In July last year, the BEA reconfigured its GDP benchmarks to incorporate the results of the comprehensive 2012 Economic Census. That broad and deep survey found much less “recovery” than the BEA had originally anticipated through its system of stochastic predictions. It is believed that these statistical agencies of the government actually measure results in the real economy but in reality they are really just sampling, benchmarking and then chaining together calculated variance. These are complex processes that leave wide open the introduction of many subjective factors – including trend-cycle.
I do not object to the concept of incorporating trend-cycle imputations into any economic account; instead, I have very grave concerns about doing so in this “cycle.” Because the post-Great Recession period has been unlike any other, it is highly questionable to use “smoothing factors” that are based on all prior cycles. That is the primary limitation of all statistics since it is subjective at the very front by assuming that the current period or immediate future will bear relatively close resemblance to the recent or studied past. If the future charts an entirely new course, then that will subject these accounts to questions of veracity particularly when it will be revealed afterward that they have been overstating economic growth/strength to a significant degree.
That was the interpretation of the GDP revisions last year, which did not settle the matter but rather only raised more questions about possible inaccuracy and overstating that would likely continue. That was my major contention when recounting this problem last July:
The significance of this belated-admission is far greater than any semantics about recession or cycle. The 2012 slowdown, now finding its way to GDP, shows the same permanent alteration in trajectory as so many other non-adjusted economic accounts. That has great implications for our current circumstances, not least of which is how GDP in 2014 (and likely 2015) might be similarly overstating the post-slowdown economy. [emphasis added]
In other words, GDP was the last to figure out “something” had changed in 2011. There were already a great many indications that that was the case, and the fact that these other accounts and estimates had discovered this shift or inflection all in unison was far more compelling than the BEA’s continued reliance on its own subjectivity.
If retail sales, capital goods orders, import activity (China’s economy, Brazil, etc., etc.) all found the slowdown years before GDP, then it is reasonable to assume similar circumstances where the same divergence shows up again; i.e., right now. That is especially true when these other accounts are considerably worse now than they were in 2012 and early 2013.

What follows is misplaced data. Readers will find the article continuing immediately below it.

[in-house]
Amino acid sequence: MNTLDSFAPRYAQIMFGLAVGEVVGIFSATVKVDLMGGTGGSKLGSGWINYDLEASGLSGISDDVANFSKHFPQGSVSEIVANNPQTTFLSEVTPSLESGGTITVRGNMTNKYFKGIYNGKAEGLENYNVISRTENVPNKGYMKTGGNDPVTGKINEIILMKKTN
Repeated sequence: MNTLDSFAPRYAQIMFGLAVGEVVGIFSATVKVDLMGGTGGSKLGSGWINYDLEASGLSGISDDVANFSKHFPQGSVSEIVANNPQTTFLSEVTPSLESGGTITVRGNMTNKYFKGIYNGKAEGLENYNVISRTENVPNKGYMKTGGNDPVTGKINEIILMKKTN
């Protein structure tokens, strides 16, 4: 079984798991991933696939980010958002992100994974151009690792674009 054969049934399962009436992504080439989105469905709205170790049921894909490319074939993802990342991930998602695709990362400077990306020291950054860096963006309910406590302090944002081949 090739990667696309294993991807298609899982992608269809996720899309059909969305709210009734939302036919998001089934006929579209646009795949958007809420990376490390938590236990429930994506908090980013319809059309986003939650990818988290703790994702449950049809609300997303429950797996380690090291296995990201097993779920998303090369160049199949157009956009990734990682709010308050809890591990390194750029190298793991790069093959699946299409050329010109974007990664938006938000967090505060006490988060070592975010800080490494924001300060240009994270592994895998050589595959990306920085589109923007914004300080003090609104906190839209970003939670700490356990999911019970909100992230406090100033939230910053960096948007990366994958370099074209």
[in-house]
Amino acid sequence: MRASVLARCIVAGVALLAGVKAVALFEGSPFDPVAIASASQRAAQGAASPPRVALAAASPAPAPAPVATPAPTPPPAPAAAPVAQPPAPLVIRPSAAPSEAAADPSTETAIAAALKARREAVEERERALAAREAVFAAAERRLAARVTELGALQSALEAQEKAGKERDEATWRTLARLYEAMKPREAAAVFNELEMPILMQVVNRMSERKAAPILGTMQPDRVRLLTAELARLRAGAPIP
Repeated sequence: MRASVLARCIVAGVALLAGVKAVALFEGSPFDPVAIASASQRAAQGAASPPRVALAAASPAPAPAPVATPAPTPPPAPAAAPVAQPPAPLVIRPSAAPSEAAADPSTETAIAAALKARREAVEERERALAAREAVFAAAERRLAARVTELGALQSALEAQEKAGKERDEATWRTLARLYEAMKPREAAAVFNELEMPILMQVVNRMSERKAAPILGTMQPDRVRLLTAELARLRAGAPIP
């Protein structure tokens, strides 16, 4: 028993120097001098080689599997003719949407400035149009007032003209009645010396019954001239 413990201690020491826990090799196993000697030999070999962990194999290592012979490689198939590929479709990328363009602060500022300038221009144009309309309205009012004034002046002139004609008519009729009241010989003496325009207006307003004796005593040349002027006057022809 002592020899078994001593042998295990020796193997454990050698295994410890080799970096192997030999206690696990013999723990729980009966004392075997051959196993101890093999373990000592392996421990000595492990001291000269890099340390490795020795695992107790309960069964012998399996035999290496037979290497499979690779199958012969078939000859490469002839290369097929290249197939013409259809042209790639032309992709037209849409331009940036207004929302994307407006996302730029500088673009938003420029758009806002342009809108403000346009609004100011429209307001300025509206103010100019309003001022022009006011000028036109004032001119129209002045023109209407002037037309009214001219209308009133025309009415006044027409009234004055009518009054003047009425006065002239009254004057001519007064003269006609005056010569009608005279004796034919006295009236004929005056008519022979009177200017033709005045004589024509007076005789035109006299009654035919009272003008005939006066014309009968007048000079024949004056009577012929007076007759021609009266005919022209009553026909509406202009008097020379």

In this new context, however, the generalized weakness is not surprising nor would it be taken as anomalous. The slowdown in 2012 set the trajectory for the elongated cycle, which is why I still think the recession started somewhere back then – but it doesn’t conform to all prior thought about how recession and contraction function. We know that the recovery portion itself has almost totally deviated from historical precedence, so it isn’t too far of a leap to assume that might be true on the other side of the cycle.
While GDP estimates for the past six months or more have dropped even without fixing trend-cycle, there are still reasons to suspect that it still overstates the true economic circumstances. Not only have these other accounts worsened (manufacturing recession and beyond) but we are again finding out in these parallel statistics their own backward acknowledgement of this systemic upward exaggeration.
The wholesale sales and inventory series undergoes annual revisions on April 1 of every year. The current revisions for wholesale sales were exactly as I described; a significant chunk of sales activity that was thought to exist now does not. The deviation into these new and concerning figures takes place in the early part of 2014, becoming serious for the months of that summer (“rising dollar”). In other words, as far as wholesale sales are concerned, there was a lot less to 2014 than originally thought, which again suggests that economists and policymakers were blindly following flawed data with obvious contradictions. And it makes 2015 much less than believed, only fostering more mainstream confusion.
That is not the worst of it, however, as it was non-petroleum wholesale sales that caught the largest of the downward revisions (petroleum sales were actually revised upward by quite a bit, in general).